Emily (93) visits war memorial to remember brother she never knew

REMEMBERING THE PAST . . . Emily pays tribute to the relatives she never knew.
REMEMBERING THE PAST . . . Emily pays tribute to the relatives she never knew.
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A MOTHERWELL woman spoke this week of the hero brother she never knew, who died during World War I, and how her family are overjoyed he will be remembered forever at Craigneuk War Memorial.

Emily Breslin (93) was born on May 27, 1918, around the same time her 20-year-old brother Private James Gebbie was shot by a German while serving for the Gordon Highlanders 4th Battalion.

HERO . . . Private James Gebbie died when he was just 20-years-old during combat in World War I.

HERO . . . Private James Gebbie died when he was just 20-years-old during combat in World War I.

Her mother, also Emily, heard the news while in labour and had to request a doctor - which was unusual in those days as midwives dealt with births - to help her deliver Emily due to the stress of hearing she had lost her son.

It is believed he died in The German Spring Offensive Battle or The Kaisers Slact Battle as the Germans called it when his kilt - which was the military dress for the Gordon Highlanders during this conflict - got caught in barbed wire ,giving the Germans time to catch up with him before cruelly taking his life.

James had no known grave and was commemorated in the Arras Memorial Pas De Calais in France until his name was recently added to the Craigneuk War Memorial.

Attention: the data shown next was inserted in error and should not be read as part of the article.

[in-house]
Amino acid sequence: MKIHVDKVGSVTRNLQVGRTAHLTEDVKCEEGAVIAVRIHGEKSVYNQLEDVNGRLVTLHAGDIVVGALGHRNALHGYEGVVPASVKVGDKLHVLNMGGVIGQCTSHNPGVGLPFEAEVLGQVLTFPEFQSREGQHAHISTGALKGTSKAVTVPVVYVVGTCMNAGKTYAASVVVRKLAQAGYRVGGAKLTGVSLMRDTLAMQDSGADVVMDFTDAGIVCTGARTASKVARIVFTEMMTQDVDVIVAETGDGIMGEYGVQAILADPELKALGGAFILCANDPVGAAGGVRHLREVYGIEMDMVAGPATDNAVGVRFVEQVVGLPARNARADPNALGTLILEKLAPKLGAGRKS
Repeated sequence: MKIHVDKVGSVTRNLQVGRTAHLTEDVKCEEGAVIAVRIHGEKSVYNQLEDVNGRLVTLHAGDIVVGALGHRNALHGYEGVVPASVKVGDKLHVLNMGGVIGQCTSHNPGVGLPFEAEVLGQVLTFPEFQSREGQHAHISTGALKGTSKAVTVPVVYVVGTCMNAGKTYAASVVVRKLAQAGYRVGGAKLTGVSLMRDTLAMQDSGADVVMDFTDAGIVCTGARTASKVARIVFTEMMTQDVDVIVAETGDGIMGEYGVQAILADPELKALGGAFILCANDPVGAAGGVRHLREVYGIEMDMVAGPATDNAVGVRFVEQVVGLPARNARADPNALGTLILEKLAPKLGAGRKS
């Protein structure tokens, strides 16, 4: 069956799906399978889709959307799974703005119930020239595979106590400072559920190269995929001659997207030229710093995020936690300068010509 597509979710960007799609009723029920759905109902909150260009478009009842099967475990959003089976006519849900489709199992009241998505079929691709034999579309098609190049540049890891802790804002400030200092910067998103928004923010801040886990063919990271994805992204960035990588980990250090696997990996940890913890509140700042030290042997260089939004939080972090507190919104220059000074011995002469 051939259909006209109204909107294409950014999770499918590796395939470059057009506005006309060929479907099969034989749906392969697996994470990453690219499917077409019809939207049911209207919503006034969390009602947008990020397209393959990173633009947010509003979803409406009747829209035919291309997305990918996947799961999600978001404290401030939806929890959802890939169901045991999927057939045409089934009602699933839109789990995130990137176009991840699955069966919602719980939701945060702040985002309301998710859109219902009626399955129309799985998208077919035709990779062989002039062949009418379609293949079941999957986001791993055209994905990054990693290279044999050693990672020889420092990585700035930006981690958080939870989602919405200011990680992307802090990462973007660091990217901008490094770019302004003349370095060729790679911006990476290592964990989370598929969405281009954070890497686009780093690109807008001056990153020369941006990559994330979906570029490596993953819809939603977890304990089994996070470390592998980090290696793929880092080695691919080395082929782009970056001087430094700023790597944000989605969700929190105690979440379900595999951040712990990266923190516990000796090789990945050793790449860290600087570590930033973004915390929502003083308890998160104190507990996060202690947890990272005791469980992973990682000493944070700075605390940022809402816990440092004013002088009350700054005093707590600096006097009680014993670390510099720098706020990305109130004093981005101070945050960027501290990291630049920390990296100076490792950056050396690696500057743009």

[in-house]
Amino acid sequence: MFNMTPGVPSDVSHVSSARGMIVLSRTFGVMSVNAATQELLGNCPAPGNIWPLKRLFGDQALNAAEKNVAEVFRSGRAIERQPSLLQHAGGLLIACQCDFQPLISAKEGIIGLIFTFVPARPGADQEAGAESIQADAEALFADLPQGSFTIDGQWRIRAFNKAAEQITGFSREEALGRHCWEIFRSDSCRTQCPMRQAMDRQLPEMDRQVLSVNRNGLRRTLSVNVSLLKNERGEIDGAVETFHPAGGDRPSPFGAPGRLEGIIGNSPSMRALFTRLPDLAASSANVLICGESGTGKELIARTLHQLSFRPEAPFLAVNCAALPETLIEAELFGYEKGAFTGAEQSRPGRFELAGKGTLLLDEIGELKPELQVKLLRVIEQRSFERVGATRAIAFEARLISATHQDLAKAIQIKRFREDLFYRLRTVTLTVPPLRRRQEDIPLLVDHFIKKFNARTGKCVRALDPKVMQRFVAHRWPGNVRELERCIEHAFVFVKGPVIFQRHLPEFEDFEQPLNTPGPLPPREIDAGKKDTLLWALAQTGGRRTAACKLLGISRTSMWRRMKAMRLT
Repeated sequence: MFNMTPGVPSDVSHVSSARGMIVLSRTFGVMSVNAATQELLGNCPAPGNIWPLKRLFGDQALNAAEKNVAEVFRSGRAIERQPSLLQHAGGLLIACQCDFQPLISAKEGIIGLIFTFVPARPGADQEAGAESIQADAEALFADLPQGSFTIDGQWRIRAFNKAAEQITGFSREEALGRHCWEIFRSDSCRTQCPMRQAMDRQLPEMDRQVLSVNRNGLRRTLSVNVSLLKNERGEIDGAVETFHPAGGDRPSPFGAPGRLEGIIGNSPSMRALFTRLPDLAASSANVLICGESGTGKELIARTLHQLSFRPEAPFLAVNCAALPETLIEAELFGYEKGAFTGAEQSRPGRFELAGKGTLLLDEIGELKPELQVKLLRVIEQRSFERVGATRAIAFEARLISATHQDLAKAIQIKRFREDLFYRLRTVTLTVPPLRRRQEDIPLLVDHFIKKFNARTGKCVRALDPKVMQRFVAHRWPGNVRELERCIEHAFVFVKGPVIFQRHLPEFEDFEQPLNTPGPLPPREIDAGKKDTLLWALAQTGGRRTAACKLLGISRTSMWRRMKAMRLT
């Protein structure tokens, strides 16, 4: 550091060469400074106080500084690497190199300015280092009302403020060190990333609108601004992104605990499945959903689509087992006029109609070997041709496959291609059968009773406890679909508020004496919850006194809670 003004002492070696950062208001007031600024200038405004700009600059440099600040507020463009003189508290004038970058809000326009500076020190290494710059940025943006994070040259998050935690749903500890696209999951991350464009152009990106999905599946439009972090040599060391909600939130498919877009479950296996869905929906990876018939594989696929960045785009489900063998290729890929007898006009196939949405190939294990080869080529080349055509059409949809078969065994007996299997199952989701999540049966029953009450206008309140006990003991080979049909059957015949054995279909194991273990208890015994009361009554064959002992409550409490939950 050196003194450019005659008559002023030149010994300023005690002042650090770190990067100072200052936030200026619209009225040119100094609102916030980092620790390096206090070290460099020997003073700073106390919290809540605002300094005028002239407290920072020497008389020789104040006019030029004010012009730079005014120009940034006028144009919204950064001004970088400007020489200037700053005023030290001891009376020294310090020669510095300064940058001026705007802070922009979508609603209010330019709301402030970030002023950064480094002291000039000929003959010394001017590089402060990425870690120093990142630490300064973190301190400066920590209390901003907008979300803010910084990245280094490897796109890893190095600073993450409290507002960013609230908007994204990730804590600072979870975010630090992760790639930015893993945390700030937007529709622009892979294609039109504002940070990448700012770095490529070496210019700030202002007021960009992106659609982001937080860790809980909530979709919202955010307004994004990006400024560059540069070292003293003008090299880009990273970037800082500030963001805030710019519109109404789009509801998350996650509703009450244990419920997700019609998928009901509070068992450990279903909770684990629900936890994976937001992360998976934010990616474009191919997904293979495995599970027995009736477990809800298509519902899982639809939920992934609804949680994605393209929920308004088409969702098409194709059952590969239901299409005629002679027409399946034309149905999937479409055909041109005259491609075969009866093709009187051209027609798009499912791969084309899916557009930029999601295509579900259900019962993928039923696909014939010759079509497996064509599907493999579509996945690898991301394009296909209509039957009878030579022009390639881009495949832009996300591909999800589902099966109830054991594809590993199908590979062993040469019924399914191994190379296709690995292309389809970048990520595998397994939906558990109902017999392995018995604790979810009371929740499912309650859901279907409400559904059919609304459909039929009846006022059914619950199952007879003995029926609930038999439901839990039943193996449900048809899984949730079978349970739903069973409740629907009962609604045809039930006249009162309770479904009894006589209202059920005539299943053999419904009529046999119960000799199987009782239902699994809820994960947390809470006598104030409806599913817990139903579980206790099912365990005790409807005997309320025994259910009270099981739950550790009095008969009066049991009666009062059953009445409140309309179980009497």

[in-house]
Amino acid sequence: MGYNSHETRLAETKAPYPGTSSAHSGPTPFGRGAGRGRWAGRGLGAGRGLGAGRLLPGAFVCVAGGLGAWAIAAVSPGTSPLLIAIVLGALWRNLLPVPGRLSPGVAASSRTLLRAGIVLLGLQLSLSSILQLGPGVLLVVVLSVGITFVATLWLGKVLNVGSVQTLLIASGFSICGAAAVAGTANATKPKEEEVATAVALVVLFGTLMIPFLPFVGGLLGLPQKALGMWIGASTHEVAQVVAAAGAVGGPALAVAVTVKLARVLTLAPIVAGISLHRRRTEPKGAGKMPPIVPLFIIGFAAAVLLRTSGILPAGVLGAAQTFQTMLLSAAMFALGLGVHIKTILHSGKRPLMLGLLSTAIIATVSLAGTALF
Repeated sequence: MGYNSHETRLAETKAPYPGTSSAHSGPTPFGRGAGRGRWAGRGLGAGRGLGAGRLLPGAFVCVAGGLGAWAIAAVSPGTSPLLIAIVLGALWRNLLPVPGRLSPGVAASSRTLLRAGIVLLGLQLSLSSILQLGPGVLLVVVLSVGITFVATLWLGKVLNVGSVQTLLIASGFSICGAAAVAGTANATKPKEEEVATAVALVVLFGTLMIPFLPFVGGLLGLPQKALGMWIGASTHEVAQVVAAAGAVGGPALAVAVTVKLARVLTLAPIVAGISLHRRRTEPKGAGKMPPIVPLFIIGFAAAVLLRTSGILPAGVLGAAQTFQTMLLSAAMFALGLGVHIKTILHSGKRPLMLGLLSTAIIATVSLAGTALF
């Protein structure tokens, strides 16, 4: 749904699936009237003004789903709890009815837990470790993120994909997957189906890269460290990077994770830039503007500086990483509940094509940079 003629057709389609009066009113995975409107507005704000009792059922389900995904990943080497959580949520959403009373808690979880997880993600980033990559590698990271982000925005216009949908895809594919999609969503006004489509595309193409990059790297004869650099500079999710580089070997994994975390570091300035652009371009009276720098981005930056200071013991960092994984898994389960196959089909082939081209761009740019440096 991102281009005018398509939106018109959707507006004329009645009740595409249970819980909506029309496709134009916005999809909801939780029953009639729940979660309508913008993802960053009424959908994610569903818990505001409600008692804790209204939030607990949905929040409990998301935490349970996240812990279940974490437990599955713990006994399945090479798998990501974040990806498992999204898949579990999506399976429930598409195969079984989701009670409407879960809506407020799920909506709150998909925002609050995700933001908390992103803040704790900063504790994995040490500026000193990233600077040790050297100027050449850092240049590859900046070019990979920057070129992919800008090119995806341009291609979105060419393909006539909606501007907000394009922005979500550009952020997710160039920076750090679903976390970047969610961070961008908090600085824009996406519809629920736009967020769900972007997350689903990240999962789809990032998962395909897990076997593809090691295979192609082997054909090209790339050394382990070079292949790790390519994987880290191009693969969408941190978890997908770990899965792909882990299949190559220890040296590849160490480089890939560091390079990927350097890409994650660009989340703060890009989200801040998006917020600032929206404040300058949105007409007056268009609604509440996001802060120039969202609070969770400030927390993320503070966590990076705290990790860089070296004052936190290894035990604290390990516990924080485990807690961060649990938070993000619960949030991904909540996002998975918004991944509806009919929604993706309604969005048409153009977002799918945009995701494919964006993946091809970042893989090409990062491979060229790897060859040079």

Emily said: “There could have been problems from the stress my mum was going through in labour and hearing about James. So I feel very lucky to be here today.”

Emily visited the war memorial to see how the brother she never knew will be remembered forever.

The tragedy hit the family hard with Emily’s other brother John tried to sign up to join the Army after hearing about his brother’s death. At 16, he was too young at the time so he joined as a volunteer before eventually working his way through the ranks to become a sergeant major.

It is clear that the will to fight for your country is something that runs in the family as Emily is also related to William Clamp, a cousin, who was her uncle Charlie’s son.

William is a Victoria Cross holder who fought in World War I and was listed in the Times & Speaker’s MT100, which documented the most influential and well-known people from our circulation area.

For full story, see this week’s Times & Speaker, dated Thursday, November 10.